Japanese Potato Panic

In this video, I’ll look at Japan’s potato panic, and what it shows us about human behavior in the stock market.

In mid-April 2017, Tokyo-based Calbee announced it would temporarily halt sales of 15 types of potato chips due to a bad crop in the key potato-producing region of Hokkaido, which was struck by typhoons last year.

Calbee, which is 20% owned by PepsiCo, commands a 73% market share of potato chips in Japan.

The prospect of a shortage sparked soaring prices, with bags that usually sell for $1.20 going for $12 to $14.

However, as they did, plenty were available.

The possibility of shortage was enough to send prices up ten-fold, and make even people who hadn’t eaten chips in years suddenly desire them like mad!

Calbee and other chip companies are finding back-up suppliers, both inside and outside of Japan. Production will resume.

Therefore, we could say the potato panic of 2017 was irrational. By some angles, it was unjustifiable.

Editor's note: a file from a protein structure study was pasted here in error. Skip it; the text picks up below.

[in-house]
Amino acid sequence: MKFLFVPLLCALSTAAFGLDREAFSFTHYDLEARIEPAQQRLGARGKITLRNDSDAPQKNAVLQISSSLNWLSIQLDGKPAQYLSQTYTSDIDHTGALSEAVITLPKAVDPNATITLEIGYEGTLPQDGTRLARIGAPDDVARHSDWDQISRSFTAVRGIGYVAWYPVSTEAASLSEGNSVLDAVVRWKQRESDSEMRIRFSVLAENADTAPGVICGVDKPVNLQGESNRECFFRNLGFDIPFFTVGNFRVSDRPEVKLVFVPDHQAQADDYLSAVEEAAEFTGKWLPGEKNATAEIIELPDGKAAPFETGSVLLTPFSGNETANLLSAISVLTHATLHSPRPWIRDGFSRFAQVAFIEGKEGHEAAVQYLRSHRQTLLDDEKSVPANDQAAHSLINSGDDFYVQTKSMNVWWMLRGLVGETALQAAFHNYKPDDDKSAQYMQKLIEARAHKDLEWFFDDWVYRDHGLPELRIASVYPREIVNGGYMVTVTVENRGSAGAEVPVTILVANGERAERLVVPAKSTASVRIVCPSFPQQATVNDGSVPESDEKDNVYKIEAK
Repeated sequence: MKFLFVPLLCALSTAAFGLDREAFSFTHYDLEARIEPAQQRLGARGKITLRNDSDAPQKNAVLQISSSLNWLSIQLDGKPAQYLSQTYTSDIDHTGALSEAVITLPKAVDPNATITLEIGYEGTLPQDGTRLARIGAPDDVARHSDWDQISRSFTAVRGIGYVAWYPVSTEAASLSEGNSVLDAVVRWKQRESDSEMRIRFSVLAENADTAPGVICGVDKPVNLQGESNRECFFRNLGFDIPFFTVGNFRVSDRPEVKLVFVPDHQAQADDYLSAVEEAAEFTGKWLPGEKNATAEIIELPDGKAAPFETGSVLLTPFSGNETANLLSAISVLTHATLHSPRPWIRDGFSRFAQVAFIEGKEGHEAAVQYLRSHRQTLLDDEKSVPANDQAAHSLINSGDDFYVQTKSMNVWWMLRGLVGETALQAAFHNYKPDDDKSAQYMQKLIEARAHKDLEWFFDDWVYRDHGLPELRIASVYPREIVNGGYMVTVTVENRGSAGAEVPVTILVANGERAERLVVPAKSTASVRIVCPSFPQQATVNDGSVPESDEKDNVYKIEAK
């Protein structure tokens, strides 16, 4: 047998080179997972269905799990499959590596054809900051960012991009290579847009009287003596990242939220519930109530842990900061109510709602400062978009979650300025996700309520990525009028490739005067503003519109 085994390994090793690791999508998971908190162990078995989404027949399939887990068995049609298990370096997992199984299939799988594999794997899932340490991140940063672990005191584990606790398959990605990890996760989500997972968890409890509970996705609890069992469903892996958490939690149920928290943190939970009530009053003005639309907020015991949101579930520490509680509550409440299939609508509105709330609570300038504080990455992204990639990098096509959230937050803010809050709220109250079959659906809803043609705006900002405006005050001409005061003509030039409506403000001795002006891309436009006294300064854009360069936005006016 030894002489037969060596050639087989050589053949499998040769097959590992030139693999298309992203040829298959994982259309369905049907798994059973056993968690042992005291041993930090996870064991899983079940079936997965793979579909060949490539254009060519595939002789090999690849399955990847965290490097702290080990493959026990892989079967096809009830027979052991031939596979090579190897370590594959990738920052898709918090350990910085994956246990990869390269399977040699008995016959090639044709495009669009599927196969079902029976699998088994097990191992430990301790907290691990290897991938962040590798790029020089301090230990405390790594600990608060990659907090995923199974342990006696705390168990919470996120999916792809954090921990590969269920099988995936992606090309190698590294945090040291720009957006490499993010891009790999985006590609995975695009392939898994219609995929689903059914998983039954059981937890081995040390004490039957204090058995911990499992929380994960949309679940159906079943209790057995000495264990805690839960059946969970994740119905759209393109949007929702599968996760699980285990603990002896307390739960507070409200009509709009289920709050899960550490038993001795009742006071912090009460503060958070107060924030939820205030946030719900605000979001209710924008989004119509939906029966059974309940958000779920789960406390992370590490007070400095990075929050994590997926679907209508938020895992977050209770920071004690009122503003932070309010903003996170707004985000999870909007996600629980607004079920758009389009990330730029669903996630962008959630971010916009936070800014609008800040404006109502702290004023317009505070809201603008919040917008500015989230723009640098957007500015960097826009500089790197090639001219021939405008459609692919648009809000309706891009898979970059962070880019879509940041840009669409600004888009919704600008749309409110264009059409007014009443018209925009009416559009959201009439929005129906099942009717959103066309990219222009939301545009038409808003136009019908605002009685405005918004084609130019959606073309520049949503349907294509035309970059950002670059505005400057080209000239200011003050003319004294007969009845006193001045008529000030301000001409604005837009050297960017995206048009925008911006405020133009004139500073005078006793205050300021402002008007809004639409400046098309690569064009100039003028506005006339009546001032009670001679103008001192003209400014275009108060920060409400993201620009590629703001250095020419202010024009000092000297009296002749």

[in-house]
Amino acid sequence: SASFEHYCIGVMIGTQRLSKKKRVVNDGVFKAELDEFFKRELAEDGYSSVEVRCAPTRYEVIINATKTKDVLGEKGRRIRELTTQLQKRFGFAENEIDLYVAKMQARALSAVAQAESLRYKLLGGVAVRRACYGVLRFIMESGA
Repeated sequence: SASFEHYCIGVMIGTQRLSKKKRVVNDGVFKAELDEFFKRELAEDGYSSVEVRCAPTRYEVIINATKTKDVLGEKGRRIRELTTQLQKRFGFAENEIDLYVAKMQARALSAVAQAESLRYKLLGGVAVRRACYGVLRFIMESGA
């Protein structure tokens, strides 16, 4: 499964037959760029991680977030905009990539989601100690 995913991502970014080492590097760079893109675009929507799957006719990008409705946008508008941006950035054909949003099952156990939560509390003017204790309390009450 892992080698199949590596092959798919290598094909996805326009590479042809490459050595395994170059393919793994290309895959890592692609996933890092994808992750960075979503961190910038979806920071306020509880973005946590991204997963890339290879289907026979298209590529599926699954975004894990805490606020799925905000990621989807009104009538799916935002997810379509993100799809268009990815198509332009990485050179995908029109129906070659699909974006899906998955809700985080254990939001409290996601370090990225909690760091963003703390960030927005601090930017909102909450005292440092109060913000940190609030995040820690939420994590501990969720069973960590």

Historically, these prices were too much to pay, but people wanted those chips so it wasn’t irrational to them. Their emotions were goaded by media.

If products as well-known as potato chips can see their market situation change on a dime due to an emotional reaction, imagine those same emotions unleashed in the stock market. Coupled with the 24-hour news cycle, no wonder stock prices fluctuate in unpredictable ways.

Remember this the next time somebody claims to know where stock prices are heading.

The people buying and selling stocks are just like the people consuming potato chips. Weather, news, trends can cause the madness of crowds to take over at any time.

These variables fan the flames of emotion, sending both chip prices and stock prices all over the map. There’s no predicting these short-term moves because there’s no predicting the emotions that drive them.

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Thank you for watching!

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One Comment

  1. jeff nabors
    Posted May 19, 2017 at 11:59 pm | Permalink

    Herdly mental. Amazing how correct you always are. Nice tie.

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